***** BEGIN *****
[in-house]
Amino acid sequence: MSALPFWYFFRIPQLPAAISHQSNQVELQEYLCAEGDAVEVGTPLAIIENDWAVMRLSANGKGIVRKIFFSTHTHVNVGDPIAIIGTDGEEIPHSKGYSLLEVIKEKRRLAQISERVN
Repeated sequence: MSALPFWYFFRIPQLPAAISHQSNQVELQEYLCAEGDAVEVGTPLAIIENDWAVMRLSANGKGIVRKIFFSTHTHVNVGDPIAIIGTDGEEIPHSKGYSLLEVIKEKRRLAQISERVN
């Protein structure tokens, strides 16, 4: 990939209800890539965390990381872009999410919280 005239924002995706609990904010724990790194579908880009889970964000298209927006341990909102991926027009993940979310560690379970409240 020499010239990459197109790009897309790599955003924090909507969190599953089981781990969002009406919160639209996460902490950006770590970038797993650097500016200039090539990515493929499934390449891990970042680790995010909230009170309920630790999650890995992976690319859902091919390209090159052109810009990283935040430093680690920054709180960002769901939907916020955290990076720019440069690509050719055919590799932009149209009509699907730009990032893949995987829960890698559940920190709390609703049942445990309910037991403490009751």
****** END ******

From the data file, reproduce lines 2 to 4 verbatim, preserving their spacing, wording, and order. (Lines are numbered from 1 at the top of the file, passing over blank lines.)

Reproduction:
Amino acid sequence: MSALPFWYFFRIPQLPAAISHQSNQVELQEYLCAEGDAVEVGTPLAIIENDWAVMRLSANGKGIVRKIFFSTHTHVNVGDPIAIIGTDGEEIPHSKGYSLLEVIKEKRRLAQISERVN
Repeated sequence: MSALPFWYFFRIPQLPAAISHQSNQVELQEYLCAEGDAVEVGTPLAIIENDWAVMRLSANGKGIVRKIFFSTHTHVNVGDPIAIIGTDGEEIPHSKGYSLLEVIKEKRRLAQISERVN
């Protein structure tokens, strides 16, 4: 990939209800890539965390990381872009999410919280 005239924002995706609990904010724990790194579908880009889970964000298209927006341990909102991926027009993940979310560690379970409240 020499010239990459197109790009897309790599955003924090909507969190599953089981781990969002009406919160639209996460902490950006770590970038797993650097500016200039090539990515493929499934390449891990970042680790995010909230009170309920630790999650890995992976690319859902091919390209090159052109810009990283935040430093680690920054709180960002769901939907916020955290990076720019440069690509050719055919590799932009149209009509699907730009990032893949995987829960890698559940920190709390609703049942445990309910037991403490009751």